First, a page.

The Story of Jazz

Program notes

The Story of Jazz is a somewhat surreal reimagining of the history of jazz. I tried for the most part to avoid direct quotations or straightforward imitation of specific jazz styles, aspiring instead to capture (what I took to be) the inner significance of various moments in jazz history. If, as a result, the connection to jazz seems somewhat opaque, then so be it—the idea was to use jazz as an inspiration, rather than to produce a faithful documentary.

The first two movements are a single unit. Technicolor introduction is an appetizer, an over-the-top curtain-raising spectacular of the sort that might accompany the credits of a big-budget 1950s adventure movie. Prehistory is, as it says in the score, lurching and retarded, a primitive coming-together of rudimentary musical materials: an off-kilter oom-pah bass and a simple pentatonic melody that happens to be in the wrong key. It is the sort of music that might be made by immigrants from very different cultures, unable to speak a common language, musical or otherwise.

Learning to Walk imagines a more sophisticated confrontation between the two central poles of contemporary jazz syntax: 19th-century Romantic harmony and syncopated African rhythm. The movement moves back and forth between these in an increasingly hectic fashion, building to a climax in which the retarded theme of Prehistory is recalled against a wailing upper-register ostinato. The piece is based on a sequence of chords that is very interesting theoretically, but almost unknown in Western music—a kind of unexploited possibility latent in the musical language. I dedicated it to Richard Cohn, after two of us realized we were both thinking about this forgotten chord progression.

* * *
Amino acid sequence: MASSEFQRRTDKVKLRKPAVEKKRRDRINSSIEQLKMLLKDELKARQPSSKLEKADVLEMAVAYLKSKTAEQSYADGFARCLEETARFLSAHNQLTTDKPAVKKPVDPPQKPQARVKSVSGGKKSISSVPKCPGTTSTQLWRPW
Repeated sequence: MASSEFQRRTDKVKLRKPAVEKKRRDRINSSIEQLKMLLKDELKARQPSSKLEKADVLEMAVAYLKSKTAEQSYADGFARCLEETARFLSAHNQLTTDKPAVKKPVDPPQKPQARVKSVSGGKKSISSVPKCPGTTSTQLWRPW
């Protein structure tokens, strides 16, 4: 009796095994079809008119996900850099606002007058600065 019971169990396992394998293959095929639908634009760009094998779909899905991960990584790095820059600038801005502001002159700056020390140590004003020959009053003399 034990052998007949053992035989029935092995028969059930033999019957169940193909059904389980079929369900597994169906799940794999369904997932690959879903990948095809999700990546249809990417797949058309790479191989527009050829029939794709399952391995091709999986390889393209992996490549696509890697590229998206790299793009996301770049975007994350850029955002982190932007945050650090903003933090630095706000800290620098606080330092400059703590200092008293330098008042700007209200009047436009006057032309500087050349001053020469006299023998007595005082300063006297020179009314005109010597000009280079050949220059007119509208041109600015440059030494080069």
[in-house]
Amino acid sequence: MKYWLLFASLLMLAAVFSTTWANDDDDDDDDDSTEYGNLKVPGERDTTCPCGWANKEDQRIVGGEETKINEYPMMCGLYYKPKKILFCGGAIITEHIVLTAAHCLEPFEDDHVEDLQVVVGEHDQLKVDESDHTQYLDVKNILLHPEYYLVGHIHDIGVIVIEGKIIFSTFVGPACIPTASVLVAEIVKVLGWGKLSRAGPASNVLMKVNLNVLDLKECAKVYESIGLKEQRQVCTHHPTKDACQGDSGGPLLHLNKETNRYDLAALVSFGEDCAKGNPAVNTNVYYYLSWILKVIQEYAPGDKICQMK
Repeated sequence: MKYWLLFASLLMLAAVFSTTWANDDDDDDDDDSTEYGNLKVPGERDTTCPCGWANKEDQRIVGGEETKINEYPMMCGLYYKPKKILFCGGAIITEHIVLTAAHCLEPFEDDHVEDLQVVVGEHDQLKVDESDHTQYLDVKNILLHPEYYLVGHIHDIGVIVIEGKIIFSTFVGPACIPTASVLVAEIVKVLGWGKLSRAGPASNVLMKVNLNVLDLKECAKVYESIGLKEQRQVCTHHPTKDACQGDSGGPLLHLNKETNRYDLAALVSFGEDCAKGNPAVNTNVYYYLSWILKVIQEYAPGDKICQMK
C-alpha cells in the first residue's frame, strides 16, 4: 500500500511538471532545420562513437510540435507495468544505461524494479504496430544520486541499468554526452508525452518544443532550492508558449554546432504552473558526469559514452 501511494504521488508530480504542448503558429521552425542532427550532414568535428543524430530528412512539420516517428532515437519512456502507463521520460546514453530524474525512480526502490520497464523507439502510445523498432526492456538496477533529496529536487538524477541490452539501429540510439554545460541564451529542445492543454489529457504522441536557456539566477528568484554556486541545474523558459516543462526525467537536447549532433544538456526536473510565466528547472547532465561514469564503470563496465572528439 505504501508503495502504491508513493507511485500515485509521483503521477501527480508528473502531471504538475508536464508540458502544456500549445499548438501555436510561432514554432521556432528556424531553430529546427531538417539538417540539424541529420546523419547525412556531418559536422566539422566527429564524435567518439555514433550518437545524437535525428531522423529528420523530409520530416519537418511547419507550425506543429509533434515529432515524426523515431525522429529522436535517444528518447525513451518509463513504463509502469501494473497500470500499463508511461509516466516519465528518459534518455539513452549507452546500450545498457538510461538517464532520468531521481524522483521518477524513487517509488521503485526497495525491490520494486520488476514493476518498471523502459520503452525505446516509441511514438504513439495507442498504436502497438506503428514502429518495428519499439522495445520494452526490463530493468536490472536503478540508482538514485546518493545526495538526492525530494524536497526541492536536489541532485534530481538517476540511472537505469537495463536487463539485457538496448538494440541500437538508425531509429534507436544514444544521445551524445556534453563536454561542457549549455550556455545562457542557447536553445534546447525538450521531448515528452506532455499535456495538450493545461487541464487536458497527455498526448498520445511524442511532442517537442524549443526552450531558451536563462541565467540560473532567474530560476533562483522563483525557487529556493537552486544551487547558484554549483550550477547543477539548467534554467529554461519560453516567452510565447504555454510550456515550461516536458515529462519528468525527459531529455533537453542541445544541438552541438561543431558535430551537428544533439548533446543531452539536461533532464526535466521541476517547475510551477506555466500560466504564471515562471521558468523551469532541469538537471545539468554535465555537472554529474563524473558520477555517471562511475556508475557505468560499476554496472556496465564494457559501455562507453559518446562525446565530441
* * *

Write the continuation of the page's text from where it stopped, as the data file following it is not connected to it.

Our Story So Far is a palate-cleansing slow movement. It sets the lurching theme of Prehistory in a new harmonic context, elaborating on previously-heard material. Finally, And now, bebop is an energetic, toccata-style conclusion, in the standard tune-solo-tune format. The jazz influences are most obvious here. My recommendation is that pianists should refuse to reveal how much of this movement is improvised, much as magicians refuse to reveal their tricks.

Instrumentation: Piano

Performer: Molly Morkoski